June & July 2021 Fishing Report for The Ten Thousand Islands, Naples, FL

June and July were on fire. I mean it was hot and the fish were chewing. The average temperature down here at this time of year is 91 degrees and then it usually starts storming by 1-2 pm. After that, it cools down to a brisk 83 degrees and cools off a bit more over night, with lows in the mid 70’s. The water temperature does the same with trips usually ending by 1pm, due to water being too hot, or a risk of being struck by lightening. This weather pattern repeats daily until mid October. So it is a solid morning and mid morning bite until then.

This time of year I have coined it to be “Trophy Season”, with solid big fish. Big Tarpon, Snook, Redfish, Black Drum, Sharks and even Triple Tail haunt the morning waters down here. The Black Drum bite was solid and kept my customers drag screaming through the months . Most caught by jigging buck tail jigs and paddle tails off the bottom around deep cuts. The Sea Trout bite was strong through both months keeping the dinner plates loaded. ESPN’s Debbie Hanson, host of Reel Time Radio, came down for some fun and started out with the first Sea Trout for the CCA Tournament. Popping corks with shrimp brought them in quick, but the bigger ones, up to 24 inches, were being taken on top water plugs.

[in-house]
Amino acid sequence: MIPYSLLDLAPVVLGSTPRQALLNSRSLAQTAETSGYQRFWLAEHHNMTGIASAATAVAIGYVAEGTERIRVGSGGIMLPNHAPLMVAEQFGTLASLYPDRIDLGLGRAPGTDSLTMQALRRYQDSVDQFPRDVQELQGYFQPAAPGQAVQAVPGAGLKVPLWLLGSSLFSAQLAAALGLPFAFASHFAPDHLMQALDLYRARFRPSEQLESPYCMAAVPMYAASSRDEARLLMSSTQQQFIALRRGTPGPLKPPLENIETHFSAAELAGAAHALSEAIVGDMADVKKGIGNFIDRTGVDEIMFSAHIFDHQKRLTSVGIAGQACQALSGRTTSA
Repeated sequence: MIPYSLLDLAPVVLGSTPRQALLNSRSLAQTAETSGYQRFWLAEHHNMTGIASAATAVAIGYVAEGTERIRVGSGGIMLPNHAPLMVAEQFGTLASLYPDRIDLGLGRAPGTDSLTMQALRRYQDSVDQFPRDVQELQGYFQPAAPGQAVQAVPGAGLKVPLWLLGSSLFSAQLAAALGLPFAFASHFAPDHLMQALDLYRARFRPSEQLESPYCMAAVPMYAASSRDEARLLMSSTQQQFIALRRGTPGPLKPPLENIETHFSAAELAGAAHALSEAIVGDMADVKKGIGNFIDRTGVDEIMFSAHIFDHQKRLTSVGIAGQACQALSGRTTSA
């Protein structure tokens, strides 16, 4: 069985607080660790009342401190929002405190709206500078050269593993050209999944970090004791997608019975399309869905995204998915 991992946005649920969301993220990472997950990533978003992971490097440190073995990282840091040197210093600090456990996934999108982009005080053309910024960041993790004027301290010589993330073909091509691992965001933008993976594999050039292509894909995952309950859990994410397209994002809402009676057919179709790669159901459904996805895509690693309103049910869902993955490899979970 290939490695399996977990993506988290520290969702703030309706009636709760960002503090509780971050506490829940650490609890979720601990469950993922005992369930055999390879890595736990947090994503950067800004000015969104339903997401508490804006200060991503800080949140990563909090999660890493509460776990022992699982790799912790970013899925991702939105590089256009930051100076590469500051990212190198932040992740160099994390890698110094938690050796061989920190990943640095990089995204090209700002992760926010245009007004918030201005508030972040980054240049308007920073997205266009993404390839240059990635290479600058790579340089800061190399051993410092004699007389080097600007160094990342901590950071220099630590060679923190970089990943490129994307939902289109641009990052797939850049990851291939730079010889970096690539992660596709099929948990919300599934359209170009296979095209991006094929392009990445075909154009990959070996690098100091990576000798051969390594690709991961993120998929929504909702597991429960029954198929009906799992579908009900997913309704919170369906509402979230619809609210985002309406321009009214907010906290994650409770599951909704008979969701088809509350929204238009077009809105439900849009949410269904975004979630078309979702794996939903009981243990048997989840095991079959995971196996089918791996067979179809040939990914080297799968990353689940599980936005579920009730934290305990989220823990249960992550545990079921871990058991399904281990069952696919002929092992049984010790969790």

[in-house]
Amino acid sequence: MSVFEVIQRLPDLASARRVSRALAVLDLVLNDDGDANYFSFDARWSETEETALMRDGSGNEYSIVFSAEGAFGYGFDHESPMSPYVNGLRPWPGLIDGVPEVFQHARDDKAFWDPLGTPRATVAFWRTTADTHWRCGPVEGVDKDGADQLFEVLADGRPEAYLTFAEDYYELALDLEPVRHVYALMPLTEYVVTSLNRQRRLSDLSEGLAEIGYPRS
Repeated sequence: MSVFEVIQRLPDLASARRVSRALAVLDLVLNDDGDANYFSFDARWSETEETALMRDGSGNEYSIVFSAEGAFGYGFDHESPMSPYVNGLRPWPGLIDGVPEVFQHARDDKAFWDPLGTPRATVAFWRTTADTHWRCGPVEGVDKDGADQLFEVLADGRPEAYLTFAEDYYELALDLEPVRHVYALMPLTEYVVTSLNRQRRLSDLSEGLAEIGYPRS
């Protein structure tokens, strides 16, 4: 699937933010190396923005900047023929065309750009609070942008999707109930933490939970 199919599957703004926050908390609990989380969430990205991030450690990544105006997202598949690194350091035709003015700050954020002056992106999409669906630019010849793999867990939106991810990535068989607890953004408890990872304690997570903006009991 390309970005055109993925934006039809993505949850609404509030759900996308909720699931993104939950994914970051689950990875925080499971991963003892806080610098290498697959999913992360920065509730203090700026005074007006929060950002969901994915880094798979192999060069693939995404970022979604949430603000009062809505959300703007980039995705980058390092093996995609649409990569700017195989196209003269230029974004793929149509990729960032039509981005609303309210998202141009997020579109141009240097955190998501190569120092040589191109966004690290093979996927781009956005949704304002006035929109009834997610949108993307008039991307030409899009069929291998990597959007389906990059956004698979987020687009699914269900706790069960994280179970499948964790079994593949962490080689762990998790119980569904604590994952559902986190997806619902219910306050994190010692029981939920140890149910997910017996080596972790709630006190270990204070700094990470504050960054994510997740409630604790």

The Snook bite was in full swing with a heathy stock of females moving in from the Gulf of Mexico. It is catch, photo, and release season on these girls, as they are restocking the area with hatchlings. My groups have been targeting these fish with mullet and chunk baits. But some have come while trying to catch Trout, which always gets us by surprise on the light rods. Not all of them make it to the boat, but that is fishing.

The Redfish, Tarpon, Sharks, and even Tripple Tail have been coming on the same baits as Snook, adding to a mixed bag of fun. You never know what is going to happen in the backcountry this time of year.

Other note worthy fish have been the abundance of Mangrove Snapper that have been around. That fish brings some non-stop action for the beginners, and you never no what else is holding up in those snapper holes. All in all it is a great time for bragging rights, tears, and, “Did you see the size of that fish?”, time of year.

Give me a call if you want to get in on some of this action.

Until then, Tight Lines,

Captain Jim Fortman

239-325-7109


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